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Epilepsy Res. 1996 Dec;26(1):141-50.

Introduction to temporal lobe epilepsy.

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  • 1Department of Neurology, UCLA School of Medicine, USA.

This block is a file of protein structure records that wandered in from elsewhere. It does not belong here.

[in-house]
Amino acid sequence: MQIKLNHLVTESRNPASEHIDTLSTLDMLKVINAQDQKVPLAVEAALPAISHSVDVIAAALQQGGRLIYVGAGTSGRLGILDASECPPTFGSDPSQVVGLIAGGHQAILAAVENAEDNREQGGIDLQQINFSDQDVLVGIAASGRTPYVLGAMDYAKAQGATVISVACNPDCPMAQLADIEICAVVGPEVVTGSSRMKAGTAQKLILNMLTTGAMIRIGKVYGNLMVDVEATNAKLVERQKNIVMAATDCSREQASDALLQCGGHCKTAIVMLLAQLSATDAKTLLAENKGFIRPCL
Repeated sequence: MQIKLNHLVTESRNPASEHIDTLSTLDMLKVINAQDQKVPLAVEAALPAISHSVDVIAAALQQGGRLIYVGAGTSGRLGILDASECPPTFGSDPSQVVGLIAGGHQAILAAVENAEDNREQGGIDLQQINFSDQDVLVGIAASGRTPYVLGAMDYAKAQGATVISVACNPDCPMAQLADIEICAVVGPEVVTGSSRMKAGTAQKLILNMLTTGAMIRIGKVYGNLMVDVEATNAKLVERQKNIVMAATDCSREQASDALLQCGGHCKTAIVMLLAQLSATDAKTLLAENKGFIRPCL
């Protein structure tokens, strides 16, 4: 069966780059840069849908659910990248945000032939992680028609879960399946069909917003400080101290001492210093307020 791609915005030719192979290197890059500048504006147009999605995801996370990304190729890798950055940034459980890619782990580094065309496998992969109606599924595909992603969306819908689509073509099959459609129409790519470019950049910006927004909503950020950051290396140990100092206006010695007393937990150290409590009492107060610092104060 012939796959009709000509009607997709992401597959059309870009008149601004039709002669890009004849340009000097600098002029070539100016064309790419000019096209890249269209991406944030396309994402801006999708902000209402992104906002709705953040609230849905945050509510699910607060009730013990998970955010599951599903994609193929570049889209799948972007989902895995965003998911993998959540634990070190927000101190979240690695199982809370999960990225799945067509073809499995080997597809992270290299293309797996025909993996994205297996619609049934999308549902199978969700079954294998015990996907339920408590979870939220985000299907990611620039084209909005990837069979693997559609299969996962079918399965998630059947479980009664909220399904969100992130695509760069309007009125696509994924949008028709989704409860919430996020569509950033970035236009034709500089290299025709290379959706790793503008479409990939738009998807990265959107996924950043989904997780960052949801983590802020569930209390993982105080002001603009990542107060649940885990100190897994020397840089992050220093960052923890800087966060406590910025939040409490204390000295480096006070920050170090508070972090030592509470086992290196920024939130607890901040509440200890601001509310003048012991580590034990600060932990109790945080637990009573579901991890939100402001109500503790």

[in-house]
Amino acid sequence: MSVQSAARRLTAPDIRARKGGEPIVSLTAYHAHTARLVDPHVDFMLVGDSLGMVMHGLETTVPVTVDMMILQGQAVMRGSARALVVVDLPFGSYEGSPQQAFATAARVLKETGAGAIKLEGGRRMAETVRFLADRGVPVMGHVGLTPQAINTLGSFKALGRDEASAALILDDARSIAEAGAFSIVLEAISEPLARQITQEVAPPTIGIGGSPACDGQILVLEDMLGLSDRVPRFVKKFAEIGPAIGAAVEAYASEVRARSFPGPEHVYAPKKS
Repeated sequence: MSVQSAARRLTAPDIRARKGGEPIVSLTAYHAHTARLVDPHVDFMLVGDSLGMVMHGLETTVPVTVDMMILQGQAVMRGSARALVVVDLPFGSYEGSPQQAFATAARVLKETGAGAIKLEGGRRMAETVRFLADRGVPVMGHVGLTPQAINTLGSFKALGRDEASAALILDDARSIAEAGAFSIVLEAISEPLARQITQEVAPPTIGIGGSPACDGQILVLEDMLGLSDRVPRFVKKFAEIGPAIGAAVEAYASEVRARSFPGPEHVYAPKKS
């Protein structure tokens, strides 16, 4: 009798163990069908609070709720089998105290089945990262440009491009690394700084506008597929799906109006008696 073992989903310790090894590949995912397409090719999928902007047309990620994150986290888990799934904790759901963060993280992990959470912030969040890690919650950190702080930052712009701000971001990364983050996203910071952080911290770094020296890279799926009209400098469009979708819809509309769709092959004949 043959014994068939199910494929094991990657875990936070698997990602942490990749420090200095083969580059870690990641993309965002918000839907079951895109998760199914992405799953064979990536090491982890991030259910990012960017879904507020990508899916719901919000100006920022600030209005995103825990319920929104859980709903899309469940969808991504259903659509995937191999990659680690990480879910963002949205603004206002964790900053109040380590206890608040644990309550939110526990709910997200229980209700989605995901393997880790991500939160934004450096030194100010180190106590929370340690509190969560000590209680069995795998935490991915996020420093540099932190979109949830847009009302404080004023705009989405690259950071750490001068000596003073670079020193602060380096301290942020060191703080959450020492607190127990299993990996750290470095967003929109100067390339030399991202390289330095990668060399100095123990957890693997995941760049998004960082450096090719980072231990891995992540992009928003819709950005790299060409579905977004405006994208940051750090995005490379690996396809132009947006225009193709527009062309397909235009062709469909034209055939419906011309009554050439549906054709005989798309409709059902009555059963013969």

Epileptic disorders are classified as idiopathic when they are genetically transmitted conditions that consist of epilepsy only, with no structural lesions in the brain and no associated neurological deficits, and symptomatic when they result from some other primary brain lesion or insult. Symptomatic temporal lobe epilepsy can be further divided into mesial temporal lobe epilepsy (MTLE), the condition associated with hippocampal sclerosis; lesional temporal lobe epilepsy due to specific identifiable lesions localized to areas that preferentially project to mesial temporal structures; and cryptogenic temporal lobe epilepsy, for which no etiology can be determined. Intensive clinical and basic research on MTLE, perhaps the most common form of human epilepsy, is currently being carried out in epilepsy research centers, and a number of experimental animals models have been developed to help elucidate the pathophysiology of this condition. Animal models are also important for determining how specific lesions induce epileptogenicity, and whether the neuronal mechanisms in mesial temporal lobe limbic structures are the same as those in neocortex. Cryptogenic temporal lobe epilepsy remains a major clinical challenge, and much more information needs to be derived from research on patients before relevant experimental animal models can be created.

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